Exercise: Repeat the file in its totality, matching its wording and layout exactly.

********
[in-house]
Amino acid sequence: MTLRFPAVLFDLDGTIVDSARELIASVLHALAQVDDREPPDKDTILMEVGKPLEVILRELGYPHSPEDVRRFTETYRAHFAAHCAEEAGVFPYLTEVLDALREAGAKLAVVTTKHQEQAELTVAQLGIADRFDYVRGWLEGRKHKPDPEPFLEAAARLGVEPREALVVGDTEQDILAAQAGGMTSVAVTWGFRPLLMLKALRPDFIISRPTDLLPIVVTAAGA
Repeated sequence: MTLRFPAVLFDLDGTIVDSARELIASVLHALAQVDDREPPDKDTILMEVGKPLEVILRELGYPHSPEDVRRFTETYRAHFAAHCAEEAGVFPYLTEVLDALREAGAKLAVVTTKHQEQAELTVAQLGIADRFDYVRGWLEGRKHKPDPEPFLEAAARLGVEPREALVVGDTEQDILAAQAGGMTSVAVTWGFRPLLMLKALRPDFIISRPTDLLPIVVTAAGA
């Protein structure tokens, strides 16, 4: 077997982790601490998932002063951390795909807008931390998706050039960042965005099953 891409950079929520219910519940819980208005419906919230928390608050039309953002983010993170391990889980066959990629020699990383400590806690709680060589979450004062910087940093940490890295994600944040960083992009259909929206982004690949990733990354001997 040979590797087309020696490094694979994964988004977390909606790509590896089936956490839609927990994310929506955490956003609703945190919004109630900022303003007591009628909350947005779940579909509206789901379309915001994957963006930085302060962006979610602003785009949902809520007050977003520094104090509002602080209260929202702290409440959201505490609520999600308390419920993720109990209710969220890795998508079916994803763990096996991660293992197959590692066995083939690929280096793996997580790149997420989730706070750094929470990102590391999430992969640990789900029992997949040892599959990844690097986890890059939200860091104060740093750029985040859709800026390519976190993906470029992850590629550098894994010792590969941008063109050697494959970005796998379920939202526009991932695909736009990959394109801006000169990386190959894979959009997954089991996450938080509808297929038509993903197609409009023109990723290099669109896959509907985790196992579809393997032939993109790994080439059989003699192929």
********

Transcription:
[in-house]
Amino acid sequence: MTLRFPAVLFDLDGTIVDSARELIASVLHALAQVDDREPPDKDTILMEVGKPLEVILRELGYPHSPEDVRRFTETYRAHFAAHCAEEAGVFPYLTEVLDALREAGAKLAVVTTKHQEQAELTVAQLGIADRFDYVRGWLEGRKHKPDPEPFLEAAARLGVEPREALVVGDTEQDILAAQAGGMTSVAVTWGFRPLLMLKALRPDFIISRPTDLLPIVVTAAGA
Repeated sequence: MTLRFPAVLFDLDGTIVDSARELIASVLHALAQVDDREPPDKDTILMEVGKPLEVILRELGYPHSPEDVRRFTETYRAHFAAHCAEEAGVFPYLTEVLDALREAGAKLAVVTTKHQEQAELTVAQLGIADRFDYVRGWLEGRKHKPDPEPFLEAAARLGVEPREALVVGDTEQDILAAQAGGMTSVAVTWGFRPLLMLKALRPDFIISRPTDLLPIVVTAAGA
């Protein structure tokens, strides 16, 4: 077997982790601490998932002063951390795909807008931390998706050039960042965005099953 891409950079929520219910519940819980208005419906919230928390608050039309953002983010993170391990889980066959990629020699990383400590806690709680060589979450004062910087940093940490890295994600944040960083992009259909929206982004690949990733990354001997 040979590797087309020696490094694979994964988004977390909606790509590896089936956490839609927990994310929506955490956003609703945190919004109630900022303003007591009628909350947005779940579909509206789901379309915001994957963006930085302060962006979610602003785009949902809520007050977003520094104090509002602080209260929202702290409440959201505490609520999600308390419920993720109990209710969220890795998508079916994803763990096996991660293992197959590692066995083939690929280096793996997580790149997420989730706070750094929470990102590391999430992969640990789900029992997949040892599959990844690097986890890059939200860091104060740093750029985040859709800026390519976190993906470029992850590629550098894994010792590969941008063109050697494959970005796998379920939202526009991932695909736009990959394109801006000169990386190959894979959009997954089991996450938080509808297929038509993903197609409009023109990723290099669109896959509907985790196992579809393997032939993109790994080439059989003699192929």